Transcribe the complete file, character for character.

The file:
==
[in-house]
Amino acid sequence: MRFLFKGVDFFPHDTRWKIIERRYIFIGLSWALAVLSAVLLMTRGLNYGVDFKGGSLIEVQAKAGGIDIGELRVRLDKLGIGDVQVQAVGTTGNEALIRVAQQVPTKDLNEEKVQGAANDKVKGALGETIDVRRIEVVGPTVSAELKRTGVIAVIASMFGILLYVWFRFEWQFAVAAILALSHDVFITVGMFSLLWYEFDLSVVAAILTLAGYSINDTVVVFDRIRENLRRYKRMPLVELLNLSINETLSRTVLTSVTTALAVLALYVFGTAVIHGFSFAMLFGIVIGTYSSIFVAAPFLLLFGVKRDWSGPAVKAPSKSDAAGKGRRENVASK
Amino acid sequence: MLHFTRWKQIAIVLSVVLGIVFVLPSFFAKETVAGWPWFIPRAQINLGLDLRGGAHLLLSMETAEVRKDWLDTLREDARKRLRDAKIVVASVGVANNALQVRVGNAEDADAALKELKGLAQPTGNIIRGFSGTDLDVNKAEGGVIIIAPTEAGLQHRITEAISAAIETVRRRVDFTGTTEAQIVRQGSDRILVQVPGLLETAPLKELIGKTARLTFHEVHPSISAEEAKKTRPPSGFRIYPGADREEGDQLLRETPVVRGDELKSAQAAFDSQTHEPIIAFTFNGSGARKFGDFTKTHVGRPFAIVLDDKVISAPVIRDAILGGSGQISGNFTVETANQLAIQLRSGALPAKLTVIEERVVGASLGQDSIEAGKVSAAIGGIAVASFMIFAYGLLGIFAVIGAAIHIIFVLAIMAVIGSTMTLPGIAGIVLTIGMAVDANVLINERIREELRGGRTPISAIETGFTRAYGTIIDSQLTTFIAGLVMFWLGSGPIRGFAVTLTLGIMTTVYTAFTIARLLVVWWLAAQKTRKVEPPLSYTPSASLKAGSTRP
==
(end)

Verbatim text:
[in-house]
Amino acid sequence: MRFLFKGVDFFPHDTRWKIIERRYIFIGLSWALAVLSAVLLMTRGLNYGVDFKGGSLIEVQAKAGGIDIGELRVRLDKLGIGDVQVQAVGTTGNEALIRVAQQVPTKDLNEEKVQGAANDKVKGALGETIDVRRIEVVGPTVSAELKRTGVIAVIASMFGILLYVWFRFEWQFAVAAILALSHDVFITVGMFSLLWYEFDLSVVAAILTLAGYSINDTVVVFDRIRENLRRYKRMPLVELLNLSINETLSRTVLTSVTTALAVLALYVFGTAVIHGFSFAMLFGIVIGTYSSIFVAAPFLLLFGVKRDWSGPAVKAPSKSDAAGKGRRENVASK
Amino acid sequence: MLHFTRWKQIAIVLSVVLGIVFVLPSFFAKETVAGWPWFIPRAQINLGLDLRGGAHLLLSMETAEVRKDWLDTLREDARKRLRDAKIVVASVGVANNALQVRVGNAEDADAALKELKGLAQPTGNIIRGFSGTDLDVNKAEGGVIIIAPTEAGLQHRITEAISAAIETVRRRVDFTGTTEAQIVRQGSDRILVQVPGLLETAPLKELIGKTARLTFHEVHPSISAEEAKKTRPPSGFRIYPGADREEGDQLLRETPVVRGDELKSAQAAFDSQTHEPIIAFTFNGSGARKFGDFTKTHVGRPFAIVLDDKVISAPVIRDAILGGSGQISGNFTVETANQLAIQLRSGALPAKLTVIEERVVGASLGQDSIEAGKVSAAIGGIAVASFMIFAYGLLGIFAVIGAAIHIIFVLAIMAVIGSTMTLPGIAGIVLTIGMAVDANVLINERIREELRGGRTPISAIETGFTRAYGTIIDSQLTTFIAGLVMFWLGSGPIRGFAVTLTLGIMTTVYTAFTIARLLVVWWLAAQKTRKVEPPLSYTPSASLKAGSTRP